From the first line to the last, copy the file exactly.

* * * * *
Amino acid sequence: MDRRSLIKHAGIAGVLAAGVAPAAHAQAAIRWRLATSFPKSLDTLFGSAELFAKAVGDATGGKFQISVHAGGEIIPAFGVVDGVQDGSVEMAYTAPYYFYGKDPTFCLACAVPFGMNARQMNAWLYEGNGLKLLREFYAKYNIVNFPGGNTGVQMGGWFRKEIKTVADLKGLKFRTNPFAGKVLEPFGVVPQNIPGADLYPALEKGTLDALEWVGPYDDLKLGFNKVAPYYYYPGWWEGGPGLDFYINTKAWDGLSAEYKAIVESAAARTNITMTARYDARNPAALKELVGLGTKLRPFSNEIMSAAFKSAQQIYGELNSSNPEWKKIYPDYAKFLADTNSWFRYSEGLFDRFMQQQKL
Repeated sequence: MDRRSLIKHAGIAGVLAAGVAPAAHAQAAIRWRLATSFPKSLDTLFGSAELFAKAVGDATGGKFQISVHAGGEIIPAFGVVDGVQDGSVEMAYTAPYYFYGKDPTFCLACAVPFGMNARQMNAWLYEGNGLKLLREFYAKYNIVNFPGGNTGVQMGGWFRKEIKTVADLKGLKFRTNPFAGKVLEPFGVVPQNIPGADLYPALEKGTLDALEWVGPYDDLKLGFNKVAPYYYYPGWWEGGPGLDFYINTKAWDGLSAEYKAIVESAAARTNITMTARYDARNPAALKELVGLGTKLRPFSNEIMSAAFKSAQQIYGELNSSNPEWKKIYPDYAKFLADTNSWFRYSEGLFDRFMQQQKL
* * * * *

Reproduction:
Amino acid sequence: MDRRSLIKHAGIAGVLAAGVAPAAHAQAAIRWRLATSFPKSLDTLFGSAELFAKAVGDATGGKFQISVHAGGEIIPAFGVVDGVQDGSVEMAYTAPYYFYGKDPTFCLACAVPFGMNARQMNAWLYEGNGLKLLREFYAKYNIVNFPGGNTGVQMGGWFRKEIKTVADLKGLKFRTNPFAGKVLEPFGVVPQNIPGADLYPALEKGTLDALEWVGPYDDLKLGFNKVAPYYYYPGWWEGGPGLDFYINTKAWDGLSAEYKAIVESAAARTNITMTARYDARNPAALKELVGLGTKLRPFSNEIMSAAFKSAQQIYGELNSSNPEWKKIYPDYAKFLADTNSWFRYSEGLFDRFMQQQKL
Repeated sequence: MDRRSLIKHAGIAGVLAAGVAPAAHAQAAIRWRLATSFPKSLDTLFGSAELFAKAVGDATGGKFQISVHAGGEIIPAFGVVDGVQDGSVEMAYTAPYYFYGKDPTFCLACAVPFGMNARQMNAWLYEGNGLKLLREFYAKYNIVNFPGGNTGVQMGGWFRKEIKTVADLKGLKFRTNPFAGKVLEPFGVVPQNIPGADLYPALEKGTLDALEWVGPYDDLKLGFNKVAPYYYYPGWWEGGPGLDFYINTKAWDGLSAEYKAIVESAAARTNITMTARYDARNPAALKELVGLGTKLRPFSNEIMSAAFKSAQQIYGELNSSNPEWKKIYPDYAKFLADTNSWFRYSEGLFDRFMQQQKL